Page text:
Singapore facing ‘severe’ talent shortage in this crucial sector

Will new measures close the gap?

Singapore facing ‘severe’ talent shortage in this crucial sector

Industries in Singapore “driven by growth and consumption” are predicted to generate more jobs in 2021 – even as the global economy reels from the impact of the 2020 recession.

Three sectors, in particular, will likely ramp up hiring despite overall downturn in the job market: information and communication technology; biomanufacturing and chemicals; and consumer (sales and marketing), according to the 2021 Market Outlook report of Randstad Singapore.

Emerging tech will continue to influence demand for certain roles – such as those in software development or digital marketing – as businesses and consumers turn to digital platforms.

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“The increasing focus on digital transformation will no doubt drive talent demand and shape the local workforce in 2021,” said Jaya Dass, managing director for Randstad Malaysia and Singapore.

“There will be higher demand for technologists and digitally adept professionals skilled across all functions and industries.”

The need for highly skilled professionals in areas such as cybersecurity, data analytics and cloud, is urgent since the digital economy will require 149 million new tech roles by 2025, Microsoft said.

These IT jobs aren’t limited to the tech space, either.

“Business-to-consumer companies in non-tech space such as retail, banking and food & beverage are pivoting their business models from offline to online,” analysts from Randstad said.

Read more: How to successfully recruit top talent in 2021

Meanwhile, companies in the manufacturing and supply-chain industries are also starting to invest more heavily in tech to speed up the logistics of consumer goods and essential/medical supplies.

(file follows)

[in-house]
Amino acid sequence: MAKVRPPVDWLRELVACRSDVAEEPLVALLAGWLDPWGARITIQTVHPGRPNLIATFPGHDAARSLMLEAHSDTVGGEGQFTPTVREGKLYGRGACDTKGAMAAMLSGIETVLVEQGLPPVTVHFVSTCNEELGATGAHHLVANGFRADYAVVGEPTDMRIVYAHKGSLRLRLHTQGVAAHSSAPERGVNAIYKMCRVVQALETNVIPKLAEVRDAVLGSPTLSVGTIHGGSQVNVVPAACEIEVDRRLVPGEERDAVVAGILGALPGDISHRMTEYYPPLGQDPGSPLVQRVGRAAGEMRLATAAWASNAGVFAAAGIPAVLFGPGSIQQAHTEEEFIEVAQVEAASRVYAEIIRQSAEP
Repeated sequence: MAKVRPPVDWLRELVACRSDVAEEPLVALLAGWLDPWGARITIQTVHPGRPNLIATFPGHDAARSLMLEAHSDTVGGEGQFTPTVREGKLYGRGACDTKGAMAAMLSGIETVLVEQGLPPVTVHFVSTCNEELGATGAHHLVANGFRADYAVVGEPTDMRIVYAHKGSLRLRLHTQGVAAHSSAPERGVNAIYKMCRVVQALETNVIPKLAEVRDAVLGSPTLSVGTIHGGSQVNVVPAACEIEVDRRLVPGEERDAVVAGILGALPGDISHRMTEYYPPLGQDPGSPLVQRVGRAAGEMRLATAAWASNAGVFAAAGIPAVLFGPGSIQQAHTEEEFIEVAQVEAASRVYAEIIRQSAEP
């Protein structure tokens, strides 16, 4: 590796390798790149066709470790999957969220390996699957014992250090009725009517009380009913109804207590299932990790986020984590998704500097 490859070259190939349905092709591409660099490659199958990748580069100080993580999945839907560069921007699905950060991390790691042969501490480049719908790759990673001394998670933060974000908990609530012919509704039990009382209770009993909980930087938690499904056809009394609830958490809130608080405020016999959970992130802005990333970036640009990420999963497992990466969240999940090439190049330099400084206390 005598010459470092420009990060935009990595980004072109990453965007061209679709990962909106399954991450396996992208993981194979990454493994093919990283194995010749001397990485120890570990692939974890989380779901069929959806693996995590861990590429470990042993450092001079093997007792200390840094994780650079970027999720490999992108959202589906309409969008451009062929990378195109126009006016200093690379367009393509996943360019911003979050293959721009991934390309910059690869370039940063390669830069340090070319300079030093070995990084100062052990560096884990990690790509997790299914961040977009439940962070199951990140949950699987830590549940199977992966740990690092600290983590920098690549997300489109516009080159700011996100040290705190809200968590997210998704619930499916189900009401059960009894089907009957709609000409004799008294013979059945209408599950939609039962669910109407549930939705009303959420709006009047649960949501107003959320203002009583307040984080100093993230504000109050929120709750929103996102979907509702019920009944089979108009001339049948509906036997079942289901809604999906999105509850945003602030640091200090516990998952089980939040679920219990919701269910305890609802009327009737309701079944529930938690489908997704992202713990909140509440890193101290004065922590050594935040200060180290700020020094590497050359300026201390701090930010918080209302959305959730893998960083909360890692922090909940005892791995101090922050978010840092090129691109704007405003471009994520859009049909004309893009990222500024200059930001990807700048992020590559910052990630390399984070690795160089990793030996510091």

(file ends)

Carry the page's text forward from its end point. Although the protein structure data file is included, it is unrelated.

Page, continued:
Financial services firms also accelerated their shift to digital banking last year, and are now foraying into blockchain and decentralised financing.

But the fact that countries are still regulating border security tightly amid the pandemic makes it hard for organisations to recruit high-calibre talent.

“There is an ongoing and severe shortage of technologists across the world. Border control measures have only made it more challenging for companies to attract these highly sought-after candidates,” said Daljit Sall, senior director of IT recruitment at Randstad Singapore.

Singapore’s Tech.Pass visa programme opens a pathway for world-class talent, such as established tech entrepreneurs, leaders or technical experts to “perform frontier and disruptive innovations”.

“The criteria may seem a little high, but being able to attract and secure top tech talent is the priority, especially senior tech professionals in roles such as Head of Engineering,” Sall said.

“It shows global stakeholders that Singapore is committed to our position as the region’s technology hub. A highly qualified and bigger talent pool will also attract even more tech firms and investments in the future.”

Apart from attracting global talent, however, Singapore is also tapping into schools and the public and private sectors to “develop robust curriculums that will equip the younger generations with future in-demand tech skills,” Randstad analysts said.

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